Red Light Cameras Bring In The Green, So Forget The Constitution

December 1, 2009

When I lived in Queens, New York in the late 1990’s I had the unpleasant experience of receiving  a few red light camera tickets.  Since I was the only one who had access to my vehicle, which was visible in the blurry photo enclosed with my “bill”, I did nothing more than mutter to myself and break open my checkbook.  I don’t recall whether there was a way to challenge the summons.

In today’s tough financial times, municipalities across the country are turning to red light cameras as a way to increase revenue. Rather than acknowledge this “tax”, use of the cameras is portrayed as a way to improve traffic safety. However, there is evidence that suggests just the opposite: that red light cameras actually cause car accidents and make our highways less safe.

A motorist in Tennessee is now seeking suppression of evidence obtained by use of a red light camera, arguing that the private company that owns and operates the camera was not licensed for private investigation.  For more information on the situation in Tennessee, as well as a great analysis of use of these cameras in general, read this article from Clarksville Online. I am curious to see how the case turns out.

There is one federal case that has addressed the use of red light cameras.  Idris v. City of Chicago was decided in January by the 7th Circuit Court of Appeals.  The court upheld use of the City of Chicago’s red light cameras. In its decision, the Court ruled that the plaintiff’s substantive due process claims were not violated because “there is no right to run red lights or avoid being seen by a camera on the street.” The Court wasn’t bothered by the fact that the plaintiff was denied the opportunity to question or challenge the circumstances surrounding the taking of the photograph, or to cross examine the person controlling the camera. The court was also dismissive of the claim because “the interest at stake – a $90 fine for a traffic violation – is too modest to be considered a fundamental right.”  Ninety bucks is not a big deal to a Judge making $170,000 a year with a lifetime appointment, but it might mean a bit more to your average Joe trying to get by in today’s economy.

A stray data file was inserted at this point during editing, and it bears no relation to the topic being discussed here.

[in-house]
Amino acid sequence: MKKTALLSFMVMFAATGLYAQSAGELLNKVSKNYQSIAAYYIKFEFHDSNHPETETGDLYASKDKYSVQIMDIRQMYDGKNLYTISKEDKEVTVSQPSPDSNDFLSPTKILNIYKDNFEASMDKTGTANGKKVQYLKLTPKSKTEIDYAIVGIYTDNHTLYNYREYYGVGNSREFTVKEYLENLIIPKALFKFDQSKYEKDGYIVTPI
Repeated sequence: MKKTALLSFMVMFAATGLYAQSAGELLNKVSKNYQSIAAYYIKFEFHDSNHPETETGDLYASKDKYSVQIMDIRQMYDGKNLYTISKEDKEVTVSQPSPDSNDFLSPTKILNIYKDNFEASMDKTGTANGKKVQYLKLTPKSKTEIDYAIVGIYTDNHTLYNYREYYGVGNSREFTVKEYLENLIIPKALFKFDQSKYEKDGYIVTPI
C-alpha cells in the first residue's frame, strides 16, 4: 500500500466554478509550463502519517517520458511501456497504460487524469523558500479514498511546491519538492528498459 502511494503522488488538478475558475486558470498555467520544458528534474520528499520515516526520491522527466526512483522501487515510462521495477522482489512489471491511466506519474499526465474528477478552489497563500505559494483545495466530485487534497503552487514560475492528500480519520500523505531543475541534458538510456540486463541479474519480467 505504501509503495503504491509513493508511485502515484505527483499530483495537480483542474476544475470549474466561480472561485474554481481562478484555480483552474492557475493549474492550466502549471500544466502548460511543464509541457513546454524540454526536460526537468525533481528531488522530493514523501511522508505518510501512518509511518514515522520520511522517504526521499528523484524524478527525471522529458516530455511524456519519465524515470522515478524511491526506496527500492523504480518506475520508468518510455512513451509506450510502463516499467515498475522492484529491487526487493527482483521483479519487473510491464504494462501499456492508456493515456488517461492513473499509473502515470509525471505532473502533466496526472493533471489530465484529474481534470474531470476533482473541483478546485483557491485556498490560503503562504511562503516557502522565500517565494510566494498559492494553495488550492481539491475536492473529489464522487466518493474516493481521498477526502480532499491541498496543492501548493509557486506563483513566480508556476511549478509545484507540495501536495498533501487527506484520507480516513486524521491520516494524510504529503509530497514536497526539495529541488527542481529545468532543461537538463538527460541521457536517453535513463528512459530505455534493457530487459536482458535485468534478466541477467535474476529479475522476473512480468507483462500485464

The Supreme Court, however, may be prepared to take these due process claims a little more seriously. That’s because of the recent decision in Melendez-Diaz v. Massachusetts.  That case involved the admission into evidence of a laboratory report as drug evidence.  Justice Scalia, writing for the majority,argued that “the ability to confront witnesses is essential to ensuring that the potential for bias or error in scientific testing is uncovered.” See this post from The for more information.  Scalia recognized the serious constitutional issues involved, saying “We do not have license to suspend the Confrontation Clause when a preferable trial strategy is available.”

So, is all this confrontation clause stuff just theoretical? Does it really matter whether a driver has a right to cross examine the operators of these cameras?  French lawmakers have recognized the inherent conflict of interest when the operators of speed cameras certify the accuracy of their own equipment. These same arguments can and should be made regarding red light cameras.

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